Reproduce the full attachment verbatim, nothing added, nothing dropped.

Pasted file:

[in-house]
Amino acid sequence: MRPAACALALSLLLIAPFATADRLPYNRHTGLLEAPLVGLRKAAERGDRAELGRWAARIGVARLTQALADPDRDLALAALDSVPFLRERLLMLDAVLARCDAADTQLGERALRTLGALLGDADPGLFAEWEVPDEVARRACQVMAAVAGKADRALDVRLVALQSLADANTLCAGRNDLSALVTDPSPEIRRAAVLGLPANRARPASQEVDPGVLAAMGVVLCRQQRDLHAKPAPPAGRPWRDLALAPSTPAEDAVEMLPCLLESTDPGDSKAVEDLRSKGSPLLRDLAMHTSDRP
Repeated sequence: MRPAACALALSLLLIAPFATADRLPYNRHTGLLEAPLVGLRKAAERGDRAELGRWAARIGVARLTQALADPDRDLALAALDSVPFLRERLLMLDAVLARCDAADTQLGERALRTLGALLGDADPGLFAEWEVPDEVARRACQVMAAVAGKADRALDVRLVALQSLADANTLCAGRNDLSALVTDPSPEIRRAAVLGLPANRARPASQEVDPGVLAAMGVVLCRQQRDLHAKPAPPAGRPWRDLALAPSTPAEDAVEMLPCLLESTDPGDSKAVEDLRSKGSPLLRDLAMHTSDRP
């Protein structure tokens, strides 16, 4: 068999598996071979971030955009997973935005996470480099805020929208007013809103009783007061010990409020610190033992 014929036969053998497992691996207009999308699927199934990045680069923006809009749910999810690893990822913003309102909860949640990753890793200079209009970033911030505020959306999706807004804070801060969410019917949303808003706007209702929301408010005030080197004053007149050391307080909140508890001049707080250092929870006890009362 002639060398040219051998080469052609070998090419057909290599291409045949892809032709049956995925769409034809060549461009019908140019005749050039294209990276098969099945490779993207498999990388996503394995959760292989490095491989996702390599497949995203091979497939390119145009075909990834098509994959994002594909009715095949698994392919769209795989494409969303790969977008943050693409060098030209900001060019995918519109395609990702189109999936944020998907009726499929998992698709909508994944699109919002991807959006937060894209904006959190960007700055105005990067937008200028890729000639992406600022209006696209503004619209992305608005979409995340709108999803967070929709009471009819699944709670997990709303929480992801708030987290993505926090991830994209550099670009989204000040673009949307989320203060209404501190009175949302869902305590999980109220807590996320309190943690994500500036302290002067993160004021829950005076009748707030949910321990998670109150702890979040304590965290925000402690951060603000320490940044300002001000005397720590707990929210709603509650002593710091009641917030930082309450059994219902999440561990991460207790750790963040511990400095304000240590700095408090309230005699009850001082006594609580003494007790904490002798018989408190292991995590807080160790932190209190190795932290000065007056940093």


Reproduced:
[in-house]
Amino acid sequence: MRPAACALALSLLLIAPFATADRLPYNRHTGLLEAPLVGLRKAAERGDRAELGRWAARIGVARLTQALADPDRDLALAALDSVPFLRERLLMLDAVLARCDAADTQLGERALRTLGALLGDADPGLFAEWEVPDEVARRACQVMAAVAGKADRALDVRLVALQSLADANTLCAGRNDLSALVTDPSPEIRRAAVLGLPANRARPASQEVDPGVLAAMGVVLCRQQRDLHAKPAPPAGRPWRDLALAPSTPAEDAVEMLPCLLESTDPGDSKAVEDLRSKGSPLLRDLAMHTSDRP
Repeated sequence: MRPAACALALSLLLIAPFATADRLPYNRHTGLLEAPLVGLRKAAERGDRAELGRWAARIGVARLTQALADPDRDLALAALDSVPFLRERLLMLDAVLARCDAADTQLGERALRTLGALLGDADPGLFAEWEVPDEVARRACQVMAAVAGKADRALDVRLVALQSLADANTLCAGRNDLSALVTDPSPEIRRAAVLGLPANRARPASQEVDPGVLAAMGVVLCRQQRDLHAKPAPPAGRPWRDLALAPSTPAEDAVEMLPCLLESTDPGDSKAVEDLRSKGSPLLRDLAMHTSDRP
């Protein structure tokens, strides 16, 4: 068999598996071979971030955009997973935005996470480099805020929208007013809103009783007061010990409020610190033992 014929036969053998497992691996207009999308699927199934990045680069923006809009749910999810690893990822913003309102909860949640990753890793200079209009970033911030505020959306999706807004804070801060969410019917949303808003706007209702929301408010005030080197004053007149050391307080909140508890001049707080250092929870006890009362 002639060398040219051998080469052609070998090419057909290599291409045949892809032709049956995925769409034809060549461009019908140019005749050039294209990276098969099945490779993207498999990388996503394995959760292989490095491989996702390599497949995203091979497939390119145009075909990834098509994959994002594909009715095949698994392919769209795989494409969303790969977008943050693409060098030209900001060019995918519109395609990702189109999936944020998907009726499929998992698709909508994944699109919002991807959006937060894209904006959190960007700055105005990067937008200028890729000639992406600022209006696209503004619209992305608005979409995340709108999803967070929709009471009819699944709670997990709303929480992801708030987290993505926090991830994209550099670009989204000040673009949307989320203060209404501190009175949302869902305590999980109220807590996320309190943690994500500036302290002067993160004021829950005076009748707030949910321990998670109150702890979040304590965290925000402690951060603000320490940044300002001000005397720590707990929210709603509650002593710091009641917030930082309450059994219902999440561990991460207790750790963040511990400095304000240590700095408090309230005699009850001082006594609580003494007790904490002798018989408190292991995590807080160790932190209190190795932290000065007056940093």